‘Exodus: Gods and Kings’ movie review: Christian Bale in Ridley Scott’s epic misfire


Moses no longer parts the Red Sea; he leads the Jews across it during low tide in Ridley Scott’s Exodus: Gods and Kings, a misguided take on the Old Testament that succeeds in de-mythologizing the biblical story of Moses into something more vaguely “believable”, but loses everything that was interesting about it in the process. 

The definitive version of this story remains Cecil B. Demille’s 1956 The Ten Commandments, which starred Charlton Heston as Moses and Yul Brynner as Ramses, and told a faithful (if condensed) account of the life of Moses. 

It was also an epic if there ever was one, in both scope and storytelling: it featured some of the largest sets and most extras of any film in history, and also managed to convey the presence of God better than almost any other film before or since. In scenes of biblical plague, the merciless wrath of God is almost palpable. 

Exodus, on the other hand, is epic in terms of budget only: this $140-million picture has all but written God out of its proceedings, with such memorable scenes as the parting of the Red Sea non-existent, and the plagues explained as natural phenomenon. The deaths of all first-born children in Egypt, meanwhile, are left strangely unexplained; while Ramses finally accepts the presence of God, screenwriters Adam Cooper & Bill Collage and Jeffrey Caine and Steven Zaillian seem to be less easily convinced.

Gods and Kings opens with the same battle sequence that opens every Ridley Scott historical epic: like Gladiator and Robin Hood before it, we begin in the midst of a large-scale war scene that has nothing to do with the rest of the movie. Here, we meet the Prince of Egypt, Ramses (played by Joel Edgerton) and his ‘adopted’ brother and brother-in-arms Moses (Christian Bale), who saves his life on the battlefield – and upstages him in the process. 

Moses, of course, is actually a Jew who will be exiled years later when the truth about his past is revealed. In most other versions of this story, we already know this – Moses’ backstory, of being saved by the Pharaoh’s daughter Bithia (here played by Hiam Abbass) as a child after all first-born Hebrews were ordered killed, is told as a prologue. Exodus, meanwhile, handles this revelation as a plot twist that we all know is coming, then stops halfway through the story to dish out the missing exposition. 

Bale and Edgerton are surprisingly good as the two “brothers” at the center of this story: it’s their disintegrating relationship, and not the titular exodus of the Jews from Egypt, that lies at the center of this film. Bale is English and Edgerton is Australian, of course, but against a sea of more authentically-cast extras, they blend in as well as could be expected.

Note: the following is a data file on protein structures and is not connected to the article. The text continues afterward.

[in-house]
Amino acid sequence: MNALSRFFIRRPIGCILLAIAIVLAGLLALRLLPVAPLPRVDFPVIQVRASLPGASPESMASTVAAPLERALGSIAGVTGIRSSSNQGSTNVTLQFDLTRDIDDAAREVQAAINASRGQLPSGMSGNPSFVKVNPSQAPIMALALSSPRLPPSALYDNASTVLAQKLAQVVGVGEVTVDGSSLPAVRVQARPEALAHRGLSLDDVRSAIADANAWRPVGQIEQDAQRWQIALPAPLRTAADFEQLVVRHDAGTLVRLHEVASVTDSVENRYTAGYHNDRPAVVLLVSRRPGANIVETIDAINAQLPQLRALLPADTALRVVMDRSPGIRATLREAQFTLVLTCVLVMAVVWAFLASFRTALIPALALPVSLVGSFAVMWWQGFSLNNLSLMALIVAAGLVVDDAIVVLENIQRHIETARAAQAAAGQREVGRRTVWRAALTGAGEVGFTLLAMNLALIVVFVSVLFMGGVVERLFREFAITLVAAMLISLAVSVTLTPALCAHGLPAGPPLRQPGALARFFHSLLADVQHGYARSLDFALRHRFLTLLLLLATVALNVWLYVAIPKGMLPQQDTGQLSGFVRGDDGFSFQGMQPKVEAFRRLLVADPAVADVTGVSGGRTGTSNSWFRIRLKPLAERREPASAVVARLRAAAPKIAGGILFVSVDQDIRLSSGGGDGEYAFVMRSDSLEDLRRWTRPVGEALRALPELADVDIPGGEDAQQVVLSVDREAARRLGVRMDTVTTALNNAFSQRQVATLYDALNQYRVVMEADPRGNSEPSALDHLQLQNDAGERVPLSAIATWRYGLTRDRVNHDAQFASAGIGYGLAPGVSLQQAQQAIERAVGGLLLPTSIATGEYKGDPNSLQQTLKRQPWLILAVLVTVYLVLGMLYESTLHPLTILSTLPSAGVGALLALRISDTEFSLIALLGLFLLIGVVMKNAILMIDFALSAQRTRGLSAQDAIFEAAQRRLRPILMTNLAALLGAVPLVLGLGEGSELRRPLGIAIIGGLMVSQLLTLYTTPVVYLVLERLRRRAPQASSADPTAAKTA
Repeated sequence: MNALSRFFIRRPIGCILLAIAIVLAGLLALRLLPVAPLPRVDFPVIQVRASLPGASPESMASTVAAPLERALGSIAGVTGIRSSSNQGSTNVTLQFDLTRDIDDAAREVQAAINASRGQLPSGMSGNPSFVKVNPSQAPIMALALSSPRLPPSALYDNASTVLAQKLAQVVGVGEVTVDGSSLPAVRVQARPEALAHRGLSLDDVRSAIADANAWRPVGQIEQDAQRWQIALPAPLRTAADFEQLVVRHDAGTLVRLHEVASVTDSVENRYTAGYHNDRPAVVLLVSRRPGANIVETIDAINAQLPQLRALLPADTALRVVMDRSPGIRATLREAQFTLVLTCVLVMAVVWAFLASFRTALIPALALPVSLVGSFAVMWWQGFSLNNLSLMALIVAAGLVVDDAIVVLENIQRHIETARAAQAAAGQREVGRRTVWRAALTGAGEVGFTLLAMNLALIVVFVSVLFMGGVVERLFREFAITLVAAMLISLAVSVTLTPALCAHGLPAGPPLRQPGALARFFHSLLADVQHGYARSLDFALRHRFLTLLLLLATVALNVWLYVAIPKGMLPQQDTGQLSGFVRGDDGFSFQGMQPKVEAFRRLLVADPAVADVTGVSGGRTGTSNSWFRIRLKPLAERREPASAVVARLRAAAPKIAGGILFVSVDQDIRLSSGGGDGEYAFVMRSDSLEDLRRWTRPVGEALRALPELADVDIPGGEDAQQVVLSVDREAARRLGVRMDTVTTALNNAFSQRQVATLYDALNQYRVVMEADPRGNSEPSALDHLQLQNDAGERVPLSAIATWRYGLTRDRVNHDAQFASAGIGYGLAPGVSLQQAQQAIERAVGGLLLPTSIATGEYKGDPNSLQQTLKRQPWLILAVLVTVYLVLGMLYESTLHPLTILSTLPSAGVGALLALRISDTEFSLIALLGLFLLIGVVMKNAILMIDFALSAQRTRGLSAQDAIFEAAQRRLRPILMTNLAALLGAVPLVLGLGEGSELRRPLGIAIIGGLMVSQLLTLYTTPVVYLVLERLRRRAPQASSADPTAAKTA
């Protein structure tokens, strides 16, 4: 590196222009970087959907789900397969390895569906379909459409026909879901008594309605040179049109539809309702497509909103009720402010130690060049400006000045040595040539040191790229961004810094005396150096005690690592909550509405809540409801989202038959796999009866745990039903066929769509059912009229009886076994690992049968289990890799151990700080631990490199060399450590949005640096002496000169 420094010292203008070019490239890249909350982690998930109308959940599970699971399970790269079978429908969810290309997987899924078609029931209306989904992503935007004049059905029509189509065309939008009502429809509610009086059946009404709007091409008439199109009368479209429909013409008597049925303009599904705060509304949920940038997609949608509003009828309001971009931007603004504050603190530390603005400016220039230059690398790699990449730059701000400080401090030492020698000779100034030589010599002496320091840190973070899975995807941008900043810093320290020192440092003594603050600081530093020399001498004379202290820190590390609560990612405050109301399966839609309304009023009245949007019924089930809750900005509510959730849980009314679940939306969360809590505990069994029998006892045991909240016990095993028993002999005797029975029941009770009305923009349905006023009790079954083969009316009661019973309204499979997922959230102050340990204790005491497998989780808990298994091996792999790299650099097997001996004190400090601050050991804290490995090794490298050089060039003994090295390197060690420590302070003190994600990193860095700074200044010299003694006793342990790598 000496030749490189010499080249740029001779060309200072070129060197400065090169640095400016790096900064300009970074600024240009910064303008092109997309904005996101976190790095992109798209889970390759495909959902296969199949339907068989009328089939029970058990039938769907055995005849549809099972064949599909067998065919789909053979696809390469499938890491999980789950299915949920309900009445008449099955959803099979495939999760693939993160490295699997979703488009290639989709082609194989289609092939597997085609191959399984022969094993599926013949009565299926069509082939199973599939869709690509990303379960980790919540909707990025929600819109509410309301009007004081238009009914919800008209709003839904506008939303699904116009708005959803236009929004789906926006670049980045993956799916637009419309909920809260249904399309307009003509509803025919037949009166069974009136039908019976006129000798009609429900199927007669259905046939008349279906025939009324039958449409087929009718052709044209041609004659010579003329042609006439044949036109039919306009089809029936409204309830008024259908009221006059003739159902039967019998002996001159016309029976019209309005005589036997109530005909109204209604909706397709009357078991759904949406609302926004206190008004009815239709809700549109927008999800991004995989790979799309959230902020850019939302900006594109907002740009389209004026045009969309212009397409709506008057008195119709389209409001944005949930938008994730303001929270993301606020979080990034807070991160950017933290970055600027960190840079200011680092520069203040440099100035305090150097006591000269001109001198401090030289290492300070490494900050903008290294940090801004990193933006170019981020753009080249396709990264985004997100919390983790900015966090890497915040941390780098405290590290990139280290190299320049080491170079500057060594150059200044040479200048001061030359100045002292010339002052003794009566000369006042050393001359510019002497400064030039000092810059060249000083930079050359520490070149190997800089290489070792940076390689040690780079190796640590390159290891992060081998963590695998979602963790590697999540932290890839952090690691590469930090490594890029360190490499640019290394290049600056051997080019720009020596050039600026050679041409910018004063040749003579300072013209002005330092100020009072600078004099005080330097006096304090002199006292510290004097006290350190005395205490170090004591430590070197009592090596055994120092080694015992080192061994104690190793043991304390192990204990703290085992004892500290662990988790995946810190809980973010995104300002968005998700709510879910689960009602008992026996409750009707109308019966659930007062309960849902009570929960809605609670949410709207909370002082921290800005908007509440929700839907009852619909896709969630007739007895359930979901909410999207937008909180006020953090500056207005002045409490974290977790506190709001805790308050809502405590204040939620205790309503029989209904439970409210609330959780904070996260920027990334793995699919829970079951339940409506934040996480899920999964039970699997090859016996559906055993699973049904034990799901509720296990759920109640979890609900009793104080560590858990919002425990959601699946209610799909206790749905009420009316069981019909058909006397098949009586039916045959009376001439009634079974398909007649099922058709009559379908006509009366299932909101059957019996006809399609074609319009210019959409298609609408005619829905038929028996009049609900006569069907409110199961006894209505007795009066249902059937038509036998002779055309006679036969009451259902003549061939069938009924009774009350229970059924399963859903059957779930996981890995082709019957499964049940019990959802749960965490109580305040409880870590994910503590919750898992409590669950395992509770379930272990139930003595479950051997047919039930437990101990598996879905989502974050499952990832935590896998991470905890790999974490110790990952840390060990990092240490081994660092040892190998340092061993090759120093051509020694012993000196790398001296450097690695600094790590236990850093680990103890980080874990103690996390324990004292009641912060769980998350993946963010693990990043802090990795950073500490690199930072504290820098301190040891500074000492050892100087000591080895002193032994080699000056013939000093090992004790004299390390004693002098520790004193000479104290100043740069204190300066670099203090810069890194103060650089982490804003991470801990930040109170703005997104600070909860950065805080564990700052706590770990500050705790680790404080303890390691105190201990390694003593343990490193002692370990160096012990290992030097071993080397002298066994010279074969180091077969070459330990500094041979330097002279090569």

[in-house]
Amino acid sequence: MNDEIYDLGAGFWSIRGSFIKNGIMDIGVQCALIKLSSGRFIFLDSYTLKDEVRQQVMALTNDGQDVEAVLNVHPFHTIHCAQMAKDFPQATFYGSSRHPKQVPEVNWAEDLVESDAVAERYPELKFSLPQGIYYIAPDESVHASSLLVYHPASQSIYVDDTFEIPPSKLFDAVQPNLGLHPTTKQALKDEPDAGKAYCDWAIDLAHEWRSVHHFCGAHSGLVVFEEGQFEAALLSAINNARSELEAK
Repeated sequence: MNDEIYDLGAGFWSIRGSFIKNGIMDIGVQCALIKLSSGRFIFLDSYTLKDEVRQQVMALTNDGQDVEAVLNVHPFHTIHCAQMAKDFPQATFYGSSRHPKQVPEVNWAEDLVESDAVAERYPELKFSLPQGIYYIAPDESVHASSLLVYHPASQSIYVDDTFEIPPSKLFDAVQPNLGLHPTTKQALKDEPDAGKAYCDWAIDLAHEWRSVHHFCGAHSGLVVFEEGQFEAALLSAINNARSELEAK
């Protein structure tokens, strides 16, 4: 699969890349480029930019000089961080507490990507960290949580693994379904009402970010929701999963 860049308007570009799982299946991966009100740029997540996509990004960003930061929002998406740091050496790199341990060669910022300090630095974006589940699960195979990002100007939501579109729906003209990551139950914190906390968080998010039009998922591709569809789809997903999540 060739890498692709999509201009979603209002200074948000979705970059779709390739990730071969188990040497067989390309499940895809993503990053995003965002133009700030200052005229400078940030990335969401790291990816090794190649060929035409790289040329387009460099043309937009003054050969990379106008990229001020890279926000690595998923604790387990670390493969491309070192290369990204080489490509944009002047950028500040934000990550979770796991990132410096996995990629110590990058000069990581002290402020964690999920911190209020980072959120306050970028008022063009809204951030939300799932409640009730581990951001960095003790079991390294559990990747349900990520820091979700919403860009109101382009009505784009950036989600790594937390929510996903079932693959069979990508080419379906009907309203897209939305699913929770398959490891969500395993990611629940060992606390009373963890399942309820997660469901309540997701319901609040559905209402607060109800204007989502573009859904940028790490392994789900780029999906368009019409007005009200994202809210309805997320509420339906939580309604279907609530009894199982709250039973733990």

I cannot say the same for the supporting cast. John Turturro, in full Brooklyn accent, is the Pharaoh Seti – it’s one of the more bizarre casting choices you’ll ever see. Aaron Paul threatens to slip into Breaking Bad mode in his introductory scene as Joshua – he’s wisely hidden under a mane of thick black hair and a beard throughout the rest of the film, and given almost no dialogue.

Ditto Sigourney Weaver, who has just a pair of scenes as Tuya, the Pharaoh’s wife and Ramses’ mother. Tuya, Bithia, and Nefertari (played by Golshifteh Farahani) figure importantly in most versions of this story, but here they’re barely glimpsed. Moses’ Hebrew mother, Yochabel, has been completely removed. 

Character actors Ben Mendelsohn and Ewen Bremner (in full Scottish brogue) play advisors to Ramses’ council; Ben Kingsley is “Nun”, a new character who reveals to Moses his true roots. While the high-profile cast helps draw some interest, it’s worth noting that none of these actors attempts a consistent dialect. 

Still, the biggest failing here is the attempt to strip the religion out of the story – or at least distance itself from its biblical origins. Numerous scenes are included to provide an “answer” to the religious/supernatural aspects of the story – when Joshua sees Moses talking to an invisible God, the film seems to be suggesting that Moses is crazy – but this is a story that needs no explanations. 

Exodus: Gods and Kings might be a more historically accurate version of the Moses story (though the Jews still build the pyramids here, which has been widely disproven), but the relevance of that story has been lost. 

That’s one of the reasons I liked the divisive Noah, this year’s other big biblical epic: while completely off-the-wall in terms of historical accuracy – and best described as sci-fi/fantasy – the underlying theme of an uncompromising God is faithfully represented. Mainstream audience sensibilities may have changed since 1956, but you can’t just take religion out of the bible; it’s like taking The Force out of Star Wars.

Exodus: Gods and Kings


Jason Pirodsky

Jason Pirodsky

Jason Pirodsky has been writing about the Prague film scene and reviewing films in print and online media since 2005. A member of the Online Film Critics Society, you can also catch his musings on life in Prague at expats.cz and tips on mindfulness sourced from ancient principles at MaArtial.com.

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